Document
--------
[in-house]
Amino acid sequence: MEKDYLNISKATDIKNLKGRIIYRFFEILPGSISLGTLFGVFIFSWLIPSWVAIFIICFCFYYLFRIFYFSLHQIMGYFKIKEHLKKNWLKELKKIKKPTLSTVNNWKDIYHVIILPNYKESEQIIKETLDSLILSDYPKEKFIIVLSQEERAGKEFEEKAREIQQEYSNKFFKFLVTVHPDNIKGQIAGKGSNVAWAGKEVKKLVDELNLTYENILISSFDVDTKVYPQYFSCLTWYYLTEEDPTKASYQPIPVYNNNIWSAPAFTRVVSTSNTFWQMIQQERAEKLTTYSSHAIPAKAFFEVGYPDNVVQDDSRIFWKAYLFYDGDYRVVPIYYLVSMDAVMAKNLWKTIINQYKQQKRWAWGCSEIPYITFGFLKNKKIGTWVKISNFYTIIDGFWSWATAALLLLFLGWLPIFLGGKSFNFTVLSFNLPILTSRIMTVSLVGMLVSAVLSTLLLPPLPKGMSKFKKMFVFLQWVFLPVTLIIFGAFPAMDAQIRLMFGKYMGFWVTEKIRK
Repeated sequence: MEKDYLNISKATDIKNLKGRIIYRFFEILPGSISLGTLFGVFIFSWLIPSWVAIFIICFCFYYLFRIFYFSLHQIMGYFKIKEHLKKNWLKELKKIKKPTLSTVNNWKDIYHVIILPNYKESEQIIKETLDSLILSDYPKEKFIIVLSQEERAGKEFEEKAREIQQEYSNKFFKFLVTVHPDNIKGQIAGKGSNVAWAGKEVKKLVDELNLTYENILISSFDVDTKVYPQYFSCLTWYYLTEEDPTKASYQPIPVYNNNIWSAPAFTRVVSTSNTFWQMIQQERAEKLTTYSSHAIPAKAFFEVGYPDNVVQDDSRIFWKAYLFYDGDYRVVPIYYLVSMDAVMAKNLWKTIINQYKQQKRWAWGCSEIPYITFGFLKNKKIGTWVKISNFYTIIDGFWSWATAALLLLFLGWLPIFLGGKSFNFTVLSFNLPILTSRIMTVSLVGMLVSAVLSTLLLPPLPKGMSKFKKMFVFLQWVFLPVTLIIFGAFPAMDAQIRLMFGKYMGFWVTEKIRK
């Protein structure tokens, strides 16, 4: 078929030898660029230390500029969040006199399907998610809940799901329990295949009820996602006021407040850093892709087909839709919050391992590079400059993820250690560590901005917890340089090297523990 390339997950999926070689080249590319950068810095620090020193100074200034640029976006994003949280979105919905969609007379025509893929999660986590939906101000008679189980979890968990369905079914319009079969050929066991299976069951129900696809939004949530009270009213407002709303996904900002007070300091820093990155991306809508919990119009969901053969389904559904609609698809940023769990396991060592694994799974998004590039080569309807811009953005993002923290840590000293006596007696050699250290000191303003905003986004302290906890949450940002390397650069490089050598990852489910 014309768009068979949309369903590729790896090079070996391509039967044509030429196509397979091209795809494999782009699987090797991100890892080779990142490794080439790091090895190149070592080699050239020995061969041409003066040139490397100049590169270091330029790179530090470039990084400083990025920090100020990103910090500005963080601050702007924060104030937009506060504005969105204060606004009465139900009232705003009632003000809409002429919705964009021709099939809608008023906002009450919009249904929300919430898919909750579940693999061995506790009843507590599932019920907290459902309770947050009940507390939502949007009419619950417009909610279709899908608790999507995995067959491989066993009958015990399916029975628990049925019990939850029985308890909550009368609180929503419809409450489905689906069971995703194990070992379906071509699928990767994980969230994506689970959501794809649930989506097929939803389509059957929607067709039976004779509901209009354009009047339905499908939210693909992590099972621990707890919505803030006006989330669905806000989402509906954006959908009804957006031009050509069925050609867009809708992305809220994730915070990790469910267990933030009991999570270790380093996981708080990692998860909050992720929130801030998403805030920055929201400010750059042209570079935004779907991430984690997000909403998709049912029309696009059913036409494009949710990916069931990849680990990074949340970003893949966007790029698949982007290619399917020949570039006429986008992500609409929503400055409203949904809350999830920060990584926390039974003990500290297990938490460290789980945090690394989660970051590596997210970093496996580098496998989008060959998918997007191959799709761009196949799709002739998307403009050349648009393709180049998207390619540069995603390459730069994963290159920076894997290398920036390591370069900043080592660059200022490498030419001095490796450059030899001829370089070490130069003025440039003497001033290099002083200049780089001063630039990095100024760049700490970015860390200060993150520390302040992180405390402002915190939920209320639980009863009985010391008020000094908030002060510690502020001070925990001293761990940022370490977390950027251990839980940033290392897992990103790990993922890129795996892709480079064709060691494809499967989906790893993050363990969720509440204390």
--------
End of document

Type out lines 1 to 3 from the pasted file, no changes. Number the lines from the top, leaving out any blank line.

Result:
[in-house]
Amino acid sequence: MEKDYLNISKATDIKNLKGRIIYRFFEILPGSISLGTLFGVFIFSWLIPSWVAIFIICFCFYYLFRIFYFSLHQIMGYFKIKEHLKKNWLKELKKIKKPTLSTVNNWKDIYHVIILPNYKESEQIIKETLDSLILSDYPKEKFIIVLSQEERAGKEFEEKAREIQQEYSNKFFKFLVTVHPDNIKGQIAGKGSNVAWAGKEVKKLVDELNLTYENILISSFDVDTKVYPQYFSCLTWYYLTEEDPTKASYQPIPVYNNNIWSAPAFTRVVSTSNTFWQMIQQERAEKLTTYSSHAIPAKAFFEVGYPDNVVQDDSRIFWKAYLFYDGDYRVVPIYYLVSMDAVMAKNLWKTIINQYKQQKRWAWGCSEIPYITFGFLKNKKIGTWVKISNFYTIIDGFWSWATAALLLLFLGWLPIFLGGKSFNFTVLSFNLPILTSRIMTVSLVGMLVSAVLSTLLLPPLPKGMSKFKKMFVFLQWVFLPVTLIIFGAFPAMDAQIRLMFGKYMGFWVTEKIRK
Repeated sequence: MEKDYLNISKATDIKNLKGRIIYRFFEILPGSISLGTLFGVFIFSWLIPSWVAIFIICFCFYYLFRIFYFSLHQIMGYFKIKEHLKKNWLKELKKIKKPTLSTVNNWKDIYHVIILPNYKESEQIIKETLDSLILSDYPKEKFIIVLSQEERAGKEFEEKAREIQQEYSNKFFKFLVTVHPDNIKGQIAGKGSNVAWAGKEVKKLVDELNLTYENILISSFDVDTKVYPQYFSCLTWYYLTEEDPTKASYQPIPVYNNNIWSAPAFTRVVSTSNTFWQMIQQERAEKLTTYSSHAIPAKAFFEVGYPDNVVQDDSRIFWKAYLFYDGDYRVVPIYYLVSMDAVMAKNLWKTIINQYKQQKRWAWGCSEIPYITFGFLKNKKIGTWVKISNFYTIIDGFWSWATAALLLLFLGWLPIFLGGKSFNFTVLSFNLPILTSRIMTVSLVGMLVSAVLSTLLLPPLPKGMSKFKKMFVFLQWVFLPVTLIIFGAFPAMDAQIRLMFGKYMGFWVTEKIRK